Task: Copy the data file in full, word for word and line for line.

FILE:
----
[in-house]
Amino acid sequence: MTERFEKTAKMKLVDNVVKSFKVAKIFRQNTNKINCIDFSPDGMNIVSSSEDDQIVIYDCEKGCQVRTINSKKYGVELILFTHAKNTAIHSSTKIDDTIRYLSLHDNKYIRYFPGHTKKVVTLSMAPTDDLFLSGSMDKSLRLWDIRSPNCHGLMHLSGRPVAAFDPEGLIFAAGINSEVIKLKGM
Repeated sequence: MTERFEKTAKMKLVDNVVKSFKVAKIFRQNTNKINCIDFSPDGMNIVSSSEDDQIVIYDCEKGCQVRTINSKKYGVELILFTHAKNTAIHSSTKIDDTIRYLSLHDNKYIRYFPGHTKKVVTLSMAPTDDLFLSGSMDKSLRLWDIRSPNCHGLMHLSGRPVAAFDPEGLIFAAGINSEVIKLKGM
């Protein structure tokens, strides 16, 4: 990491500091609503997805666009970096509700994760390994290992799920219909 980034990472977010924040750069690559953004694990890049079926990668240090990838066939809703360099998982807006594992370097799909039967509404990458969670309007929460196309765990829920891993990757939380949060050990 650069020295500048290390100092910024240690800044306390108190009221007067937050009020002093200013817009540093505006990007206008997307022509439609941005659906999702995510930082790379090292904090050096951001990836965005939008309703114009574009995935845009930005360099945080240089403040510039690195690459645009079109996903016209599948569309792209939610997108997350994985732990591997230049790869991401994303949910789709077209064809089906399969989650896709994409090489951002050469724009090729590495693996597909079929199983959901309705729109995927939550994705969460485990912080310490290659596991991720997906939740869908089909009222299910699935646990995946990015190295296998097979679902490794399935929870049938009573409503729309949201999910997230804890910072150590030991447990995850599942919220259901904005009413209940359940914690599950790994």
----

[in-house]
Amino acid sequence: MTERFEKTAKMKLVDNVVKSFKVAKIFRQNTNKINCIDFSPDGMNIVSSSEDDQIVIYDCEKGCQVRTINSKKYGVELILFTHAKNTAIHSSTKIDDTIRYLSLHDNKYIRYFPGHTKKVVTLSMAPTDDLFLSGSMDKSLRLWDIRSPNCHGLMHLSGRPVAAFDPEGLIFAAGINSEVIKLKGM
Repeated sequence: MTERFEKTAKMKLVDNVVKSFKVAKIFRQNTNKINCIDFSPDGMNIVSSSEDDQIVIYDCEKGCQVRTINSKKYGVELILFTHAKNTAIHSSTKIDDTIRYLSLHDNKYIRYFPGHTKKVVTLSMAPTDDLFLSGSMDKSLRLWDIRSPNCHGLMHLSGRPVAAFDPEGLIFAAGINSEVIKLKGM
């Protein structure tokens, strides 16, 4: 990491500091609503997805666009970096509700994760390994290992799920219909 980034990472977010924040750069690559953004694990890049079926990668240090990838066939809703360099998982807006594992370097799909039967509404990458969670309007929460196309765990829920891993990757939380949060050990 650069020295500048290390100092910024240690800044306390108190009221007067937050009020002093200013817009540093505006990007206008997307022509439609941005659906999702995510930082790379090292904090050096951001990836965005939008309703114009574009995935845009930005360099945080240089403040510039690195690459645009079109996903016209599948569309792209939610997108997350994985732990591997230049790869991401994303949910789709077209064809089906399969989650896709994409090489951002050469724009090729590495693996597909079929199983959901309705729109995927939550994705969460485990912080310490290659596991991720997906939740869908089909009222299910699935646990995946990015190295296998097979679902490794399935929870049938009573409503729309949201999910997230804890910072150590030991447990995850599942919220259901904005009413209940359940914690599950790994």